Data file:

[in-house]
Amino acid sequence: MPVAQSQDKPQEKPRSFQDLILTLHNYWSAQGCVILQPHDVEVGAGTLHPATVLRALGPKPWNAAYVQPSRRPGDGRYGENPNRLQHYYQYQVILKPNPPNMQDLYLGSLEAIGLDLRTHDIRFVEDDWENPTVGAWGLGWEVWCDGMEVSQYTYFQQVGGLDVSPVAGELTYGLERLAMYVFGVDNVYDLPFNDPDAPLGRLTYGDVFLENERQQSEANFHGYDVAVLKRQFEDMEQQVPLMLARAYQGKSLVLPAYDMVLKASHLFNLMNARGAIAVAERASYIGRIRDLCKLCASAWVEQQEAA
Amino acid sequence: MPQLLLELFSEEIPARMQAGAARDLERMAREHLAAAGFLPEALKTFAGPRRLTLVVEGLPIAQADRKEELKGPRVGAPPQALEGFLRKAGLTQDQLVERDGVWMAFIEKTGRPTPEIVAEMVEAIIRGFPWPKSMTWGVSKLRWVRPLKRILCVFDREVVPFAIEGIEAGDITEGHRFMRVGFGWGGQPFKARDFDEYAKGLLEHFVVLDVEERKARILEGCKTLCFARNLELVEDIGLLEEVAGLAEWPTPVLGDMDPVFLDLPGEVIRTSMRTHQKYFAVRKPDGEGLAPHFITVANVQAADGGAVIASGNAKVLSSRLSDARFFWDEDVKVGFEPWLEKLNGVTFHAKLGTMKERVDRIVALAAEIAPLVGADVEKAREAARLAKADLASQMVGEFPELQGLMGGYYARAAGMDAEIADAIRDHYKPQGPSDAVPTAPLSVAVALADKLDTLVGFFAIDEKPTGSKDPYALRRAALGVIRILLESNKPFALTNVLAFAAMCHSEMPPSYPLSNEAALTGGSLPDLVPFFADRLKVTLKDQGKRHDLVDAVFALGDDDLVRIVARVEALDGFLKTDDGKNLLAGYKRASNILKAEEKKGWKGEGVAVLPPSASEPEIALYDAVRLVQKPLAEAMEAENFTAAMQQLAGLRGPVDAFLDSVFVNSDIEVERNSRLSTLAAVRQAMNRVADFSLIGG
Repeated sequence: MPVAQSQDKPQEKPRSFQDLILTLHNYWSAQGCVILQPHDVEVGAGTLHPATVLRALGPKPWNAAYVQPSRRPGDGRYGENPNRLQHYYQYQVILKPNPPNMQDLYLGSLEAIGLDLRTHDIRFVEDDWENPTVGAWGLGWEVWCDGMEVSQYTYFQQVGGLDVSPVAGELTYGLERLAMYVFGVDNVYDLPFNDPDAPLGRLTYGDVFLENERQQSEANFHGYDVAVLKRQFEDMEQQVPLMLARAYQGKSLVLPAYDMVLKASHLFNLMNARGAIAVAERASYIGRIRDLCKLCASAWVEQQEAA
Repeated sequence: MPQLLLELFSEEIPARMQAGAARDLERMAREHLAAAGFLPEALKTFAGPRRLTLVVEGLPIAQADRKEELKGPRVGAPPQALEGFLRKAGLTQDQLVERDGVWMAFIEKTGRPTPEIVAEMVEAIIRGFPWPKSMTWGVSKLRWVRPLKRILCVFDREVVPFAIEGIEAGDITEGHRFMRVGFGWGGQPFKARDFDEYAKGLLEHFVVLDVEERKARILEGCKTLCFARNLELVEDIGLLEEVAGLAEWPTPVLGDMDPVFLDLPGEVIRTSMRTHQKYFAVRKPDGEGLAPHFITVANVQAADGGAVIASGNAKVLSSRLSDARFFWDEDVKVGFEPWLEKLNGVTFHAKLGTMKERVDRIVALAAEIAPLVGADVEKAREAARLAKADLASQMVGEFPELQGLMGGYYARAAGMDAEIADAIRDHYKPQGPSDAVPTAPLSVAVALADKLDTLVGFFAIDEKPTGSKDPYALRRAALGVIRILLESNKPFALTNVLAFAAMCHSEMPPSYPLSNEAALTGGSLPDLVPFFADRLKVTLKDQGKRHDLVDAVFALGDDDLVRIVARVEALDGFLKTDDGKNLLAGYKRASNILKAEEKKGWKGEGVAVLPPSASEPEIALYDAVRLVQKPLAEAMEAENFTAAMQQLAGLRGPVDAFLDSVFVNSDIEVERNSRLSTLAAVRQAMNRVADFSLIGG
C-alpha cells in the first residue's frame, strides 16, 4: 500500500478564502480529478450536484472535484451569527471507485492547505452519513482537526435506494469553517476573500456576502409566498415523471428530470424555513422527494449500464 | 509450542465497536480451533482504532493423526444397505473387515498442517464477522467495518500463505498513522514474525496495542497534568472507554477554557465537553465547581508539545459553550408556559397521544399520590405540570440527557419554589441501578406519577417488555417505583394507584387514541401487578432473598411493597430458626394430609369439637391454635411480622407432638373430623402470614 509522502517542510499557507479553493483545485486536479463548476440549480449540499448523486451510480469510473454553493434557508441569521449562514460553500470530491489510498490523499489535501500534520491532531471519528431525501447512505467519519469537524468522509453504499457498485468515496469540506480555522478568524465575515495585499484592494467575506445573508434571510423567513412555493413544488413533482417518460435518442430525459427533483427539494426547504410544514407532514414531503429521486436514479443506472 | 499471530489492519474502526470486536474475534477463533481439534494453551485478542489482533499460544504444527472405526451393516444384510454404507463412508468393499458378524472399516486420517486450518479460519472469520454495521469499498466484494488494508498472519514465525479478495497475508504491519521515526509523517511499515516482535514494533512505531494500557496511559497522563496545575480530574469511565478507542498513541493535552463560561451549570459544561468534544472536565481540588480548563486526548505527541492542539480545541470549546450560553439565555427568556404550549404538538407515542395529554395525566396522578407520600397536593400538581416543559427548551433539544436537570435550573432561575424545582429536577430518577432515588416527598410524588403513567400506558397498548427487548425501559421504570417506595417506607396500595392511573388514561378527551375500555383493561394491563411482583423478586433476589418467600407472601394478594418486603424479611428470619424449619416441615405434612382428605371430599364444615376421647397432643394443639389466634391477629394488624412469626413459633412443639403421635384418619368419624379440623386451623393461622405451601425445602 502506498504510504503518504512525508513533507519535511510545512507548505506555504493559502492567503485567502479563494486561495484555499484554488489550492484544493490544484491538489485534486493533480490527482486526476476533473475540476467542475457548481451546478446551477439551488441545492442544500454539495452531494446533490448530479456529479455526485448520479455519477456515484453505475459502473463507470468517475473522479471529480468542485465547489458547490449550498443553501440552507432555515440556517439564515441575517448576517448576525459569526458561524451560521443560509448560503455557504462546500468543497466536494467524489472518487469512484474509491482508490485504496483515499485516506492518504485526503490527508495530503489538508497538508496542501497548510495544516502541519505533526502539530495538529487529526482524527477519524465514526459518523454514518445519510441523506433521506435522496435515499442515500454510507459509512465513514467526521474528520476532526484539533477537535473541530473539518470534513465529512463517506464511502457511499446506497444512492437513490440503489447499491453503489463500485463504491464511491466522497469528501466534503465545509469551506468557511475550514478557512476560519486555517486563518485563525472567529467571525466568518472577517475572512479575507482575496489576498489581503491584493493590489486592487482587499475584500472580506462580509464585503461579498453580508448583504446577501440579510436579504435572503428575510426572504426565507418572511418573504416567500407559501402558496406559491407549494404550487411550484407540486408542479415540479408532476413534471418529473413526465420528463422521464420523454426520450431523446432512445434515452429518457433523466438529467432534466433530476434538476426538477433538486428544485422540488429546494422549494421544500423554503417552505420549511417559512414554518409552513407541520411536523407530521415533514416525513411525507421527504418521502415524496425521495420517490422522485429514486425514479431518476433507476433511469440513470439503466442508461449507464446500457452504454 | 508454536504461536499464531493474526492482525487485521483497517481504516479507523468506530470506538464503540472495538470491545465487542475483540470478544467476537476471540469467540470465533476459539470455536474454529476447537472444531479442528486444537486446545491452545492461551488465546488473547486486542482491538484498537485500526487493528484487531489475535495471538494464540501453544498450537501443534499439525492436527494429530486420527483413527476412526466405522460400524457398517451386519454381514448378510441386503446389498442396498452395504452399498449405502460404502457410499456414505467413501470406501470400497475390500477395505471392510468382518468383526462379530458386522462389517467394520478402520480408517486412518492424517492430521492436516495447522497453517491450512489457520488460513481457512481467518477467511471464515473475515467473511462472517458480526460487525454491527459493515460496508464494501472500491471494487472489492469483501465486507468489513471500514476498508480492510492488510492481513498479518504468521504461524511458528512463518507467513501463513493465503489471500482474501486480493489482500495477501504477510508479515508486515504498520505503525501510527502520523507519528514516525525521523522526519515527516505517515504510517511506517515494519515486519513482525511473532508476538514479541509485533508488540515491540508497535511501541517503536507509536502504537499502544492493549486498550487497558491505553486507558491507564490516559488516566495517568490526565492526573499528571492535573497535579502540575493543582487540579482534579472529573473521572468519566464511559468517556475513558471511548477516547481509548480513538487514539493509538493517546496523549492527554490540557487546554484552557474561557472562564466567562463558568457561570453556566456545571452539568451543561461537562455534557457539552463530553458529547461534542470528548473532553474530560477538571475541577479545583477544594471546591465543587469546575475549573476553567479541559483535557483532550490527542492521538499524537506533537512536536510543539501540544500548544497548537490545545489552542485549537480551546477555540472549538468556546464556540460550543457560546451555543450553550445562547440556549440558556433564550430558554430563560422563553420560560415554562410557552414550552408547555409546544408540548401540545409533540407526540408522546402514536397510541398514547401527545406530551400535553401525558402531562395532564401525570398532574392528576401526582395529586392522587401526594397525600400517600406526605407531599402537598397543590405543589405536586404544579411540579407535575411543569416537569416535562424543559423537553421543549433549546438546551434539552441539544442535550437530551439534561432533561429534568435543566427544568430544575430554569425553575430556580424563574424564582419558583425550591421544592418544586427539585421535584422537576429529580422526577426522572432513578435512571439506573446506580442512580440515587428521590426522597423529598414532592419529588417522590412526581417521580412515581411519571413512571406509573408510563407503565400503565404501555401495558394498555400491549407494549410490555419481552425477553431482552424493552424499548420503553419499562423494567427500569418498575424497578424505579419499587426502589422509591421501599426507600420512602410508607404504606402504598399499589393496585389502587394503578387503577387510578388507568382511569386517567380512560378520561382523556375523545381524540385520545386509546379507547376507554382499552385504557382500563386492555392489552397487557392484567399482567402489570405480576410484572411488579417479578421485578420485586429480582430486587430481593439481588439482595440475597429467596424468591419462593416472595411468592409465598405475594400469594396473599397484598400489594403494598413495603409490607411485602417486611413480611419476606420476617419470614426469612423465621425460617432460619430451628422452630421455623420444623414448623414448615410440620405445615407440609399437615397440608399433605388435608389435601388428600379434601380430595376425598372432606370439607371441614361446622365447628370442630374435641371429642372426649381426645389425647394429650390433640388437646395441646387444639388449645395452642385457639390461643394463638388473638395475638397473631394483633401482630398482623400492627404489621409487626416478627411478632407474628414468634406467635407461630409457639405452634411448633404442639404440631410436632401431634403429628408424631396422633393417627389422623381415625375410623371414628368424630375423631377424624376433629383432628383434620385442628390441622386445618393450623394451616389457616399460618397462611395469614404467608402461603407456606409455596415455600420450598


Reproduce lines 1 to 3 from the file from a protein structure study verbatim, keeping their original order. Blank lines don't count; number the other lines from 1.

[in-house]
Amino acid sequence: MPVAQSQDKPQEKPRSFQDLILTLHNYWSAQGCVILQPHDVEVGAGTLHPATVLRALGPKPWNAAYVQPSRRPGDGRYGENPNRLQHYYQYQVILKPNPPNMQDLYLGSLEAIGLDLRTHDIRFVEDDWENPTVGAWGLGWEVWCDGMEVSQYTYFQQVGGLDVSPVAGELTYGLERLAMYVFGVDNVYDLPFNDPDAPLGRLTYGDVFLENERQQSEANFHGYDVAVLKRQFEDMEQQVPLMLARAYQGKSLVLPAYDMVLKASHLFNLMNARGAIAVAERASYIGRIRDLCKLCASAWVEQQEAA
Amino acid sequence: MPQLLLELFSEEIPARMQAGAARDLERMAREHLAAAGFLPEALKTFAGPRRLTLVVEGLPIAQADRKEELKGPRVGAPPQALEGFLRKAGLTQDQLVERDGVWMAFIEKTGRPTPEIVAEMVEAIIRGFPWPKSMTWGVSKLRWVRPLKRILCVFDREVVPFAIEGIEAGDITEGHRFMRVGFGWGGQPFKARDFDEYAKGLLEHFVVLDVEERKARILEGCKTLCFARNLELVEDIGLLEEVAGLAEWPTPVLGDMDPVFLDLPGEVIRTSMRTHQKYFAVRKPDGEGLAPHFITVANVQAADGGAVIASGNAKVLSSRLSDARFFWDEDVKVGFEPWLEKLNGVTFHAKLGTMKERVDRIVALAAEIAPLVGADVEKAREAARLAKADLASQMVGEFPELQGLMGGYYARAAGMDAEIADAIRDHYKPQGPSDAVPTAPLSVAVALADKLDTLVGFFAIDEKPTGSKDPYALRRAALGVIRILLESNKPFALTNVLAFAAMCHSEMPPSYPLSNEAALTGGSLPDLVPFFADRLKVTLKDQGKRHDLVDAVFALGDDDLVRIVARVEALDGFLKTDDGKNLLAGYKRASNILKAEEKKGWKGEGVAVLPPSASEPEIALYDAVRLVQKPLAEAMEAENFTAAMQQLAGLRGPVDAFLDSVFVNSDIEVERNSRLSTLAAVRQAMNRVADFSLIGG